Unexpected Ways to Address the Obesity Epidemic
By guest blogger Chris Gilbert, MD, PhD
Posted Jul 19, 2016
This weekend, my fiancé and I went for a walk in a nearby park to try the new Pokemon augmented reality game. In addition to catching a whole bunch of Pokemons, we walked 3 miles instead of our usual 2 miles, we stayed outside 2 hours instead of our usual 1 hour walk, we hiked higher and faster than we usually do, we talked to 23 people—some of them being on the same hunt as us—instead of talking to nobody, and we had a lot of fun. We had so much fun that we forgot to snack. When we came back, we had a smaller lunch than we usually have and felt more energized and happier than we usually do. We met and talked to people of all ages and all generations, equally excited about their discoveries. One of the people we met was an overweight lady who said she had been walking for 3 hours playing the game, while she was usually used to only walking 20 minutes. She looked excited and happy.
In my medical practice, I have worked endless hours to try to convince my patients to eat less and exercise more. People were not motivated. Getting on a treadmill or exercise bike isn’t fun. Going for walks is better, but hard to do on a consistent basis. I have tried to prescribe different diets and new medications to decrease people’s appetite and to make them eliminate more, but those medications come with side effects that are sometimes hard to tolerate. The bottom line is that it has been very difficult to make my patients lose weight and maintain their weight loss.
And here we have this new Pokemon game, which is not a drug, not a diet, not a doctor’s prescribed physical exercise and yet, it does just what we need. It is free and simple. It makes people walk half an hour and more (studies show that 20 minutes or more of physical exercise per day are recommended for optimal health). It makes people meet a lot of other people, which is great for the mood (studies show that isolation is detrimental for mood and health). It makes people get their needed Vitamin D from the sun (they should still remember to apply sunscreen with at least 30 SPF on exposed skin areas). While people walk and play the game, they forget about snacking, which is much better than munching on junk food while watching TV. And above all, it makes people have a lot of fun.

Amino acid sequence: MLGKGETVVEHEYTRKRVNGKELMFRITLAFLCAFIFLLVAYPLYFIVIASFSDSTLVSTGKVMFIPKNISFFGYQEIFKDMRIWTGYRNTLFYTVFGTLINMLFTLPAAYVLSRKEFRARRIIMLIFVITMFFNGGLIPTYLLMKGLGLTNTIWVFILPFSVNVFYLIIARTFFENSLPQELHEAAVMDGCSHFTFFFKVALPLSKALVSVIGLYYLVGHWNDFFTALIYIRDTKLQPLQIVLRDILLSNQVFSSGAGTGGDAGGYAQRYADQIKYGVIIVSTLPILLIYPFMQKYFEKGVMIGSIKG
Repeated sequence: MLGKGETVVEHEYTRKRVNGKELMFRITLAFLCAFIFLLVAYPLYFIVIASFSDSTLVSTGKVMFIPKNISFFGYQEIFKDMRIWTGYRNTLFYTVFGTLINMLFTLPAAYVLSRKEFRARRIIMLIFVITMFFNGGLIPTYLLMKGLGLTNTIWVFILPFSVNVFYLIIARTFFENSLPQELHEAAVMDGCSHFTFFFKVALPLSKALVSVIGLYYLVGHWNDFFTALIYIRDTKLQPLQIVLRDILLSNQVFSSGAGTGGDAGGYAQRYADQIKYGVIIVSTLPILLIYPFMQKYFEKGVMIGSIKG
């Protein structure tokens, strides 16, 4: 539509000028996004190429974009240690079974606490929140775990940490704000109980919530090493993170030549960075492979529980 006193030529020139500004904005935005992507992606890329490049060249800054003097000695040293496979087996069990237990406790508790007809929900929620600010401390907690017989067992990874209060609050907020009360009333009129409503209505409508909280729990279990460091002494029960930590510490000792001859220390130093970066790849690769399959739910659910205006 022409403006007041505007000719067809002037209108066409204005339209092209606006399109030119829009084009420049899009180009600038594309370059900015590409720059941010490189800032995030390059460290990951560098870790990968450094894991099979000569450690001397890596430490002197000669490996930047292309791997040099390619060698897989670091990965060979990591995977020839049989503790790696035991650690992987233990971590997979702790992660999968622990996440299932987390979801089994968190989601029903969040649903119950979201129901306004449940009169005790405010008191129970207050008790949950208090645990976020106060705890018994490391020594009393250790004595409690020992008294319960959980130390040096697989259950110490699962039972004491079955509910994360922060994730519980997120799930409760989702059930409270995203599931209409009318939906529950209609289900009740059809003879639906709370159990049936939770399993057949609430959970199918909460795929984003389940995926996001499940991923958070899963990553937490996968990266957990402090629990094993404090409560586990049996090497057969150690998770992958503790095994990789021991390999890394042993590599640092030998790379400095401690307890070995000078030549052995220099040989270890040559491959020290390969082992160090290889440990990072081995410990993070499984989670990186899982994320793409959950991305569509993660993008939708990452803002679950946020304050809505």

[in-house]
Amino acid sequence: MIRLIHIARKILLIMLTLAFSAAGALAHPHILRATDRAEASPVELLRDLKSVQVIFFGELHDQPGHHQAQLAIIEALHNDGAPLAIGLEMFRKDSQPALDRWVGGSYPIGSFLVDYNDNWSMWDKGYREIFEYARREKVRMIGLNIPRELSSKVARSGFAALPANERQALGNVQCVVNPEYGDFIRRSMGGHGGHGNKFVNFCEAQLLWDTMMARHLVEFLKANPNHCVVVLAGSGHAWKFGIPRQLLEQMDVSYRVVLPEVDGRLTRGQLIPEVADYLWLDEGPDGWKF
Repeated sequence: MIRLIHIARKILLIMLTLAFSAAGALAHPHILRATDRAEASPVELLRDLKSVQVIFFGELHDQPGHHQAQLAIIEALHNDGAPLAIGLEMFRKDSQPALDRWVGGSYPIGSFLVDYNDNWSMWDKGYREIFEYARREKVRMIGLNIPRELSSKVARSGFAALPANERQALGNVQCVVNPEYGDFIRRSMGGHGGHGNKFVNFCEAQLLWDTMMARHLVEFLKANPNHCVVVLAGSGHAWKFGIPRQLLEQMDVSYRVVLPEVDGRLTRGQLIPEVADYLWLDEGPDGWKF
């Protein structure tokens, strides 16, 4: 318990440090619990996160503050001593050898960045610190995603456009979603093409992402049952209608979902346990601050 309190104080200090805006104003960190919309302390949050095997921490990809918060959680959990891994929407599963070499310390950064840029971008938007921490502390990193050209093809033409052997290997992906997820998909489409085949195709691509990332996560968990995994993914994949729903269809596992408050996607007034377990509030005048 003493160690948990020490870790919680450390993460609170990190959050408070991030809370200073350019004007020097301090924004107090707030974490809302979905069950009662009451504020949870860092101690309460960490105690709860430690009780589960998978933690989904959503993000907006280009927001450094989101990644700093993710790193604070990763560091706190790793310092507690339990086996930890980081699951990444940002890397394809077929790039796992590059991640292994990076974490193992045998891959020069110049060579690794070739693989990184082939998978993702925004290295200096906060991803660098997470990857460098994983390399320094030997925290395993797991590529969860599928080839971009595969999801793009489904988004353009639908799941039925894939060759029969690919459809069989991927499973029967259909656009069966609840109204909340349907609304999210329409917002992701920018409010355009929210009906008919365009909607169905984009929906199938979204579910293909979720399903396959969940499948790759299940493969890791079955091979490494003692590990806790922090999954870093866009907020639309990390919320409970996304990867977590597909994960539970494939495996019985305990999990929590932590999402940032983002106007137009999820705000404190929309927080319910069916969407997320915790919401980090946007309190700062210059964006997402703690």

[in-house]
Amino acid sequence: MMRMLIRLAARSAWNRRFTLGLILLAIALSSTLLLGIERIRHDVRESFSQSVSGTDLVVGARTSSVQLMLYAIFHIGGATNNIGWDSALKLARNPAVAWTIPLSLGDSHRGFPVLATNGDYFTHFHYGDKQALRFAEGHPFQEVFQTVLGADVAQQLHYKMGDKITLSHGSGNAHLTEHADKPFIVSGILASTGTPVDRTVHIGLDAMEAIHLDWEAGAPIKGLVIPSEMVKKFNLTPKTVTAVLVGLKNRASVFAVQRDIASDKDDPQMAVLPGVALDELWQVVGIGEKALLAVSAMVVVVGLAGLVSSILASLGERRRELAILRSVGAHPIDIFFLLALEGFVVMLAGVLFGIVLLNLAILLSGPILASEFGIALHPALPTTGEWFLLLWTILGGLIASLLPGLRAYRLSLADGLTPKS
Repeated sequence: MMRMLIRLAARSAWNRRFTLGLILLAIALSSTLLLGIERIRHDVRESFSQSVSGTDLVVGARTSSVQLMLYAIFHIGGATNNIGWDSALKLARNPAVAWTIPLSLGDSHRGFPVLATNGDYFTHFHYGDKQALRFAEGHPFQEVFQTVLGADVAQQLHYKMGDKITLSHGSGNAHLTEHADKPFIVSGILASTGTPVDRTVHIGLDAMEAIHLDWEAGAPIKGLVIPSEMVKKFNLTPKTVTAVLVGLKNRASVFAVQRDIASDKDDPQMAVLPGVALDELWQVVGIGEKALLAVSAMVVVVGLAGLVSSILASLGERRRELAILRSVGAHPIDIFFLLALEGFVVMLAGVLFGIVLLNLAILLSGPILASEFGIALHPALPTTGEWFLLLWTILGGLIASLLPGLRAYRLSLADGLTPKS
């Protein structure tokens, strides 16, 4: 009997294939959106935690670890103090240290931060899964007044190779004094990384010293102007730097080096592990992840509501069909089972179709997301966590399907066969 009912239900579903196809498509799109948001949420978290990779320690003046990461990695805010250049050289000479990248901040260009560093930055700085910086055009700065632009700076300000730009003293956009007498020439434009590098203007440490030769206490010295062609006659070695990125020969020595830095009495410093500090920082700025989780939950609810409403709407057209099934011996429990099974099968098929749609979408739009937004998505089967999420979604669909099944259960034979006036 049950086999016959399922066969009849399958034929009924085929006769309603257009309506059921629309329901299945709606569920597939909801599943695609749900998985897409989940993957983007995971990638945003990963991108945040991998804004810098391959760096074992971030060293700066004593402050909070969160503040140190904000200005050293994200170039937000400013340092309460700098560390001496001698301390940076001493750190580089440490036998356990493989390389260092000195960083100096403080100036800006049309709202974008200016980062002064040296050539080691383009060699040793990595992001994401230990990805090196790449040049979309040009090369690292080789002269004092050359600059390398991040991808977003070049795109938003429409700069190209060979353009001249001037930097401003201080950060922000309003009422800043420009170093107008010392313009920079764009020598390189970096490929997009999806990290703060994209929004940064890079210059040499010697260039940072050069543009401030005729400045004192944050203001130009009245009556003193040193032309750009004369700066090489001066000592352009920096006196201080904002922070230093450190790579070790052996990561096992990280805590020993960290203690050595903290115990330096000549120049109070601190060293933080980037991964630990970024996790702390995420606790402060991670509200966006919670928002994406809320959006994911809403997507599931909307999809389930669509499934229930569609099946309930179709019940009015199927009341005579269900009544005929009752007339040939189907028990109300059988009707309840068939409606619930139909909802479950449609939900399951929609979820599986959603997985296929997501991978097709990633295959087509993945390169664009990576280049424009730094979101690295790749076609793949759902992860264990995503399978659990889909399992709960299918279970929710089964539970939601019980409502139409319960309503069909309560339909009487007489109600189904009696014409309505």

This could really help slow down or even stop the obesity epidemic, that, as shown in the graphic below, has taken over the USA.
While this Pokemon game needs improvement so that people don’t fall into ponds or get hit by cars while playing, it shows that to help slow down and even stop the obesity epidemic, you don’t need to be a drug company, dietitian or a physician, you don't need to spend billions of dollars on new treatments. You can be a game designer or just a person with an original idea.
With the Web, anybody can now think outside the box to create his or her own original idea that might revolutionize the world in an unexpected positive way.
What is your original idea to stop this obesity epidemic?
Blog written by Chris Gilbert MD PhD. Integrative and Holistic Medicine
Author of "Dr. Chris's ABC's of Health" and "The French Stethoscope"
Copyright Chris Gilbert, MD, PhD